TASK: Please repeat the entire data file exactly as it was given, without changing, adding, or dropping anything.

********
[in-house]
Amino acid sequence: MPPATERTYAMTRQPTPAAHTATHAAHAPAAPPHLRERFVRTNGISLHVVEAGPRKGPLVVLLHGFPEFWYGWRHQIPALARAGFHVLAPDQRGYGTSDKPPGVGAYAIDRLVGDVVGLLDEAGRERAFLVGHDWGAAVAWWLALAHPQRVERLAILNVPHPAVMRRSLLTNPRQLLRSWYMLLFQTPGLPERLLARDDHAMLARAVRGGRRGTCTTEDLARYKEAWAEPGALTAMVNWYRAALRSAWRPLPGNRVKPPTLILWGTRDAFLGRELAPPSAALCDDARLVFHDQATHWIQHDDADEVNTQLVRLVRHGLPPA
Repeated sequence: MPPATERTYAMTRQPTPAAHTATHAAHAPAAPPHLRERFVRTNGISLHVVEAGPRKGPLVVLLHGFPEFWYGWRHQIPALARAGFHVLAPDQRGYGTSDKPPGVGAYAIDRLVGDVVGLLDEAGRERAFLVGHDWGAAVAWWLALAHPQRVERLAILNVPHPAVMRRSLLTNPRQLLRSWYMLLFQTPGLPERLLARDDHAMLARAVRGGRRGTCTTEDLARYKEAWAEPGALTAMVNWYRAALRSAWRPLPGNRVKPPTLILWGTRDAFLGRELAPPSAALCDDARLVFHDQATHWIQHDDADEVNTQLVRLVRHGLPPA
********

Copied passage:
[in-house]
Amino acid sequence: MPPATERTYAMTRQPTPAAHTATHAAHAPAAPPHLRERFVRTNGISLHVVEAGPRKGPLVVLLHGFPEFWYGWRHQIPALARAGFHVLAPDQRGYGTSDKPPGVGAYAIDRLVGDVVGLLDEAGRERAFLVGHDWGAAVAWWLALAHPQRVERLAILNVPHPAVMRRSLLTNPRQLLRSWYMLLFQTPGLPERLLARDDHAMLARAVRGGRRGTCTTEDLARYKEAWAEPGALTAMVNWYRAALRSAWRPLPGNRVKPPTLILWGTRDAFLGRELAPPSAALCDDARLVFHDQATHWIQHDDADEVNTQLVRLVRHGLPPA
Repeated sequence: MPPATERTYAMTRQPTPAAHTATHAAHAPAAPPHLRERFVRTNGISLHVVEAGPRKGPLVVLLHGFPEFWYGWRHQIPALARAGFHVLAPDQRGYGTSDKPPGVGAYAIDRLVGDVVGLLDEAGRERAFLVGHDWGAAVAWWLALAHPQRVERLAILNVPHPAVMRRSLLTNPRQLLRSWYMLLFQTPGLPERLLARDDHAMLARAVRGGRRGTCTTEDLARYKEAWAEPGALTAMVNWYRAALRSAWRPLPGNRVKPPTLILWGTRDAFLGRELAPPSAALCDDARLVFHDQATHWIQHDDADEVNTQLVRLVRHGLPPA